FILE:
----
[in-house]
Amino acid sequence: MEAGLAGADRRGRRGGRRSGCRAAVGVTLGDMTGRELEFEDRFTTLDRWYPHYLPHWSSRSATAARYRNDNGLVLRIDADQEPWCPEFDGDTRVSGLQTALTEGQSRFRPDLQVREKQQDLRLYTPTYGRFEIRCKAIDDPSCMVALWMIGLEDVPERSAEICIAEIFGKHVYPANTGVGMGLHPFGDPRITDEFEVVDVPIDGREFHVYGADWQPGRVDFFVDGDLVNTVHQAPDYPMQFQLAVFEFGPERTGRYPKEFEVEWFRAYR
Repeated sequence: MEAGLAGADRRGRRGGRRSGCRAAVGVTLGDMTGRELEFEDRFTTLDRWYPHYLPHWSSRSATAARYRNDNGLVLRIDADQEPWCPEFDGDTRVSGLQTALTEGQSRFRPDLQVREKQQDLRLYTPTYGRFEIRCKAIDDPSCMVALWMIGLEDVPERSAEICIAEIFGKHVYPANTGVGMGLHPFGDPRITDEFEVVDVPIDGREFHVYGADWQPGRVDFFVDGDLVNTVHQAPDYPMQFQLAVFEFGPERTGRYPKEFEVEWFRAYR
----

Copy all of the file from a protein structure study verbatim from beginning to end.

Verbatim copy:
[in-house]
Amino acid sequence: MEAGLAGADRRGRRGGRRSGCRAAVGVTLGDMTGRELEFEDRFTTLDRWYPHYLPHWSSRSATAARYRNDNGLVLRIDADQEPWCPEFDGDTRVSGLQTALTEGQSRFRPDLQVREKQQDLRLYTPTYGRFEIRCKAIDDPSCMVALWMIGLEDVPERSAEICIAEIFGKHVYPANTGVGMGLHPFGDPRITDEFEVVDVPIDGREFHVYGADWQPGRVDFFVDGDLVNTVHQAPDYPMQFQLAVFEFGPERTGRYPKEFEVEWFRAYR
Repeated sequence: MEAGLAGADRRGRRGGRRSGCRAAVGVTLGDMTGRELEFEDRFTTLDRWYPHYLPHWSSRSATAARYRNDNGLVLRIDADQEPWCPEFDGDTRVSGLQTALTEGQSRFRPDLQVREKQQDLRLYTPTYGRFEIRCKAIDDPSCMVALWMIGLEDVPERSAEICIAEIFGKHVYPANTGVGMGLHPFGDPRITDEFEVVDVPIDGREFHVYGADWQPGRVDFFVDGDLVNTVHQAPDYPMQFQLAVFEFGPERTGRYPKEFEVEWFRAYR